Yakuza 4 Review – PS3

Sega’s Yakuza 4 is the latest installment in the Yakuza series of video games. If you aren’t familiar with this franchise, think of it as Reservoir Dogs but in Japanese, taking place exclusively in Japan, more specifically in Tokyo, Japan. Yakuza is a throwback to games with lots of story (cut screens galore) and then sprinkled in with a few fights here and there, just to make sure you are paying attention. The game makes you feel like you are watching a computer animated movie, more so than playing a game.

The story plays out like one of those movies that feature many characters that eventually all cross paths during the climax. The climax being an event that triggers a reaction or emotion bringing them all together to fight a big bad. In particular, the core of the game circles around the Tojo Clan, a constant from the beginning of the series that carries through to Yakuza 4.

The game starts off with an installation screen that flashes the bios of the main characters of the game. Each one has their own story: The crooked cop, the loan shark, the convict awaiting his sentence, and the original Yakuza –  Kazuma Kiryu. You will become very well versed with these characters and how well they pose, because the installation screen takes about 15 minutes to complete!  As the loading bar creeps its way to the finish line, you’ll see the same loop of these characters over and over as well as their bios. Once the installation is done, the game gets started and you can choose to play on either easy, normal, or hard mode.

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Like I mentioned earlier, there are four characters at work here and you begin the story as Akiyama, just one of the four characters you’ll play during the course of the game. Akiyama, aka Mr. A is a loan shark with a heart of gold. When the game opens, his office looks like it was ransacked but actually, Akiyama is just a slob with a devoted secretary. Hana, his secretary keeps him in line and can throw a good karate kick of her own.  As the game progresses, Akiyama rolls off his couch, grabs a cigarette and picks up his phone to an irate Hana who reminds him he needs to pick up money due for a loan. This entire sequence takes another 20 minutes of my time and basically sets the tone for this entire game… which entails lots of very slow moving cut scenes interspersed with some blood and violence . Every single word of dialog is in Japanese which is fine, but the subtitles are way too small to read, even on a large 42″ plasma.  When you aren’t involved in a cut scene and are just interacting with other characters in the game, there are a few grunts in Japanese but mostly it’s just reading subtitles in silence because no voice actor was hired to speak Japanese in these scenes.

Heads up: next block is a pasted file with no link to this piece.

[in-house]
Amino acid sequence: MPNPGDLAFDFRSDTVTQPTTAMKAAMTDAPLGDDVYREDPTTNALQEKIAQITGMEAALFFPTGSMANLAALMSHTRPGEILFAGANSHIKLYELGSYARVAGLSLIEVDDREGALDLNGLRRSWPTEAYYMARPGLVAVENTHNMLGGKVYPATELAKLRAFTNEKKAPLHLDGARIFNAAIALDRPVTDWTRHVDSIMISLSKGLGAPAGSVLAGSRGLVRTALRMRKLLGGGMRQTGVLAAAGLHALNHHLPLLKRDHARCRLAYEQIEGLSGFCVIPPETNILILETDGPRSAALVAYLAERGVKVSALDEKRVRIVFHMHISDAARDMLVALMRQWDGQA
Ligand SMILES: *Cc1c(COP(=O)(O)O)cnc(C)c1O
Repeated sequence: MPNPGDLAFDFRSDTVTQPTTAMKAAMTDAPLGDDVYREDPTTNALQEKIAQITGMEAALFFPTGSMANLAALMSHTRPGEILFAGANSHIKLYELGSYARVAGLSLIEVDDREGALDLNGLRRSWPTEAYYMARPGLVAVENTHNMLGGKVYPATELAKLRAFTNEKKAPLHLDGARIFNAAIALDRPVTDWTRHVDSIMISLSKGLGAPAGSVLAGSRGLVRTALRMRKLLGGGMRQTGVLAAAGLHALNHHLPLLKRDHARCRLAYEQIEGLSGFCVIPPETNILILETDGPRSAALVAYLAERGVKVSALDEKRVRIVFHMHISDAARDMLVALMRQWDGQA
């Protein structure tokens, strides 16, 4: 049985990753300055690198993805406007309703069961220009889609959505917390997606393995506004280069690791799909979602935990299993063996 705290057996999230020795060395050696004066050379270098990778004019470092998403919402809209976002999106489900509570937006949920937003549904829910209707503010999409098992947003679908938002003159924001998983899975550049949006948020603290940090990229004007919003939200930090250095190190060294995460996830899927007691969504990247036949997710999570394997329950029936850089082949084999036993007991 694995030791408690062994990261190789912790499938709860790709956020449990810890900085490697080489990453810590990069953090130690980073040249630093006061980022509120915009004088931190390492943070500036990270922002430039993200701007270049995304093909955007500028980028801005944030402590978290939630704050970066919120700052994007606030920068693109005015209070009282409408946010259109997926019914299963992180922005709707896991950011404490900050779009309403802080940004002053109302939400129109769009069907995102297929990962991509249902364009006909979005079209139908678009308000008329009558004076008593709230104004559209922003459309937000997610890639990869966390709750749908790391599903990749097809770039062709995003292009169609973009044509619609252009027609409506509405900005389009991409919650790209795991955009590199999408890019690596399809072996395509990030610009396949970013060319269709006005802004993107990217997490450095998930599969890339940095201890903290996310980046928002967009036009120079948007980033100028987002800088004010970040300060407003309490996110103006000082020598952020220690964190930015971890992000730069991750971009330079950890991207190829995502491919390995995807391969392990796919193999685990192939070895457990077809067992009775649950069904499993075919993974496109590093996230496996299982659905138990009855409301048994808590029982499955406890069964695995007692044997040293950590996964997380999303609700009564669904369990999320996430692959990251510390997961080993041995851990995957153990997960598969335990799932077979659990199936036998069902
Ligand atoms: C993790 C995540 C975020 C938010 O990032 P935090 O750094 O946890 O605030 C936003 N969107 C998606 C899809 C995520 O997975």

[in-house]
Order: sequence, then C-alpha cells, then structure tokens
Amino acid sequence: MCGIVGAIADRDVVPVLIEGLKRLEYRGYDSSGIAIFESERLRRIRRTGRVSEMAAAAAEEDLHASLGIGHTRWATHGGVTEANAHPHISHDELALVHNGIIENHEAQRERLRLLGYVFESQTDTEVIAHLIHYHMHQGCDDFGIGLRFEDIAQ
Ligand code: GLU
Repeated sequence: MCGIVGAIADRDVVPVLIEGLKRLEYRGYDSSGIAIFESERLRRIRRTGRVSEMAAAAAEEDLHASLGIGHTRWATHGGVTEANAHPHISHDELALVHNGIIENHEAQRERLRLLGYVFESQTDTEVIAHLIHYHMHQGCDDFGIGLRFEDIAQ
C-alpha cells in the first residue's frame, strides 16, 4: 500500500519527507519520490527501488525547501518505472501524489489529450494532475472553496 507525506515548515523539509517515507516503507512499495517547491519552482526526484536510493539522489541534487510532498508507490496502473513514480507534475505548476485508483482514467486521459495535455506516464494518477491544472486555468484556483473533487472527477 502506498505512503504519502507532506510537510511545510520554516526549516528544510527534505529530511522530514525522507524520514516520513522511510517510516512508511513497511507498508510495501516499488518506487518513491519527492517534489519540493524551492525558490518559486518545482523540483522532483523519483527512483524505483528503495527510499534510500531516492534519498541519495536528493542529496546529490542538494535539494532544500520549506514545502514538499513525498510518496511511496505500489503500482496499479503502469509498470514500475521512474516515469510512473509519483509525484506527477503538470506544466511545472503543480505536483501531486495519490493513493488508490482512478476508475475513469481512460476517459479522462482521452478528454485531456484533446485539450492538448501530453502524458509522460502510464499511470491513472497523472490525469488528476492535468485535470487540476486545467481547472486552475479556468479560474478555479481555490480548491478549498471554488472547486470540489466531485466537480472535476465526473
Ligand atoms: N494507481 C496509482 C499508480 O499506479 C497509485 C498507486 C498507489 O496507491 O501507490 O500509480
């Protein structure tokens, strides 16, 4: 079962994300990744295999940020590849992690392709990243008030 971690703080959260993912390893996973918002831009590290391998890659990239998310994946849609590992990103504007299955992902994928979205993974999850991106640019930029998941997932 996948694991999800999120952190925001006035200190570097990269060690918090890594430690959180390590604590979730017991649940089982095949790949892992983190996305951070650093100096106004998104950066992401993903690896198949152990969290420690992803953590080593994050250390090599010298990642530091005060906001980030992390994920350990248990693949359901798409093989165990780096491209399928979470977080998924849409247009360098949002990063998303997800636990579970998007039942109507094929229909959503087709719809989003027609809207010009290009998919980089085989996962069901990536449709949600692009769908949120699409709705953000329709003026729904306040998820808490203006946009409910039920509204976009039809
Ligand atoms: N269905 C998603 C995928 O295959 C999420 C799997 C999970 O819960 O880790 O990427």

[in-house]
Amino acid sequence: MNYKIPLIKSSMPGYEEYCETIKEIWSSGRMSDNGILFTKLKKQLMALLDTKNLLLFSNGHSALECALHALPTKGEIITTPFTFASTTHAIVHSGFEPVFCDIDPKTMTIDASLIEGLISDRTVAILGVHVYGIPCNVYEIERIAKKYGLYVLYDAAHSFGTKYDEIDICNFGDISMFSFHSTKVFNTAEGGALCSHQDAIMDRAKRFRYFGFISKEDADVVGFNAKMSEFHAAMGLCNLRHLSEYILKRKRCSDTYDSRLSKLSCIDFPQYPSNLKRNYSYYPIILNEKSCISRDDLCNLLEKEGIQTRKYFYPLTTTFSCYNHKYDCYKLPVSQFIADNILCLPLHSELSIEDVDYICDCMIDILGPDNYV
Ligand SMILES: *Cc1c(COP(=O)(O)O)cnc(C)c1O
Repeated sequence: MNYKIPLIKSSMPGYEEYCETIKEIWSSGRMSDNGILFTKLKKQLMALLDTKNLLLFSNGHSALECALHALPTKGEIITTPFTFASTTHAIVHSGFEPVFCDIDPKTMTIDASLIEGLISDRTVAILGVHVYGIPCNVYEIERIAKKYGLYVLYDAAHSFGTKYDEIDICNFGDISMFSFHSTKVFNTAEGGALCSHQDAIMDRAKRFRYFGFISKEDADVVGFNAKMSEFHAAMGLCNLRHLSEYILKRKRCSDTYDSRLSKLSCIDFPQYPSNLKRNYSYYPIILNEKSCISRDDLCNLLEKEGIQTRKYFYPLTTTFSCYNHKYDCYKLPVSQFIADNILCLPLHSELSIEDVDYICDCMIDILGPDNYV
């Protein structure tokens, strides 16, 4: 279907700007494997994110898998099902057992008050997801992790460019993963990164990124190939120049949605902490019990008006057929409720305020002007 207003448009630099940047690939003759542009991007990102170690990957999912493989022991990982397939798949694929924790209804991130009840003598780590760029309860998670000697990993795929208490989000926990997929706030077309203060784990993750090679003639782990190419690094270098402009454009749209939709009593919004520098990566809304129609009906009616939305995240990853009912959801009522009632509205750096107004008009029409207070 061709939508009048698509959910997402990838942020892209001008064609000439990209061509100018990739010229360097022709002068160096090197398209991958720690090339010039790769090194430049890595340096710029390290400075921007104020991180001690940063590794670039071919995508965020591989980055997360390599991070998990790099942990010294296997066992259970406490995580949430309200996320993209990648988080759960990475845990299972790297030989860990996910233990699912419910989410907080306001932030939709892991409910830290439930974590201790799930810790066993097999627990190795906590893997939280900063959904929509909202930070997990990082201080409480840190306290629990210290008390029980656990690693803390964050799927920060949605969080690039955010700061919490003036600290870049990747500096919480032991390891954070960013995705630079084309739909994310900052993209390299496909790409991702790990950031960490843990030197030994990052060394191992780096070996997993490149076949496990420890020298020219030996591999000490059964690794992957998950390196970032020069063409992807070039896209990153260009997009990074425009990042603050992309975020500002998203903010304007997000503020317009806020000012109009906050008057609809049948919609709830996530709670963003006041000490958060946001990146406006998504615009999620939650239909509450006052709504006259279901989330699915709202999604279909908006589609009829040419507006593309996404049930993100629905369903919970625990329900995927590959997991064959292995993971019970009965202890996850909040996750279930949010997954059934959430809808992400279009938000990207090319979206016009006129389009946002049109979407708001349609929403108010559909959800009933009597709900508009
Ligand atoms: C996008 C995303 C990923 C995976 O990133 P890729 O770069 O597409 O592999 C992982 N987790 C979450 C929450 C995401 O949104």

Once the game gets passed these intrepid ‘mini-movies’ you finally get to kick butt, and these fighting scenes are very reminiscent of the good ole’ brawlers of yore like Street Fighter or Dead and Alive. As the assorted mobsters, street gangs and loan shark’s who are annoyed at you for stealing their business ( or so they claim) challenge you to a fight or in some cases you challenge them, you get to give them a good spanking. Once you become engaged in fighting, the screen fades into fight mode and some Japanese wording comes onscreen, and then a health bar pops up and you see it deplete or stay the same depending on how hurt you get. Beating up enemies is rather easy – button mashing is the key and controlling the camera. Both functions are extremely easy. I was most excited by the game when I actually got to fight. The controls where smooth and you get to witness some great kick and punch combination’s if you hit the right buttons in order on your controller. Once you give the gangs, mobsters, etc… the proper beat down, you’ll come in contact with the police, and other friends and foes along the way to continue the storyline. You will also be chased by the cops via rooftop on occasion or you can chase someone down who pickpockets you. I enjoyed throwing objects at my mugger while trying to catch him. You don’t mess with my wallet!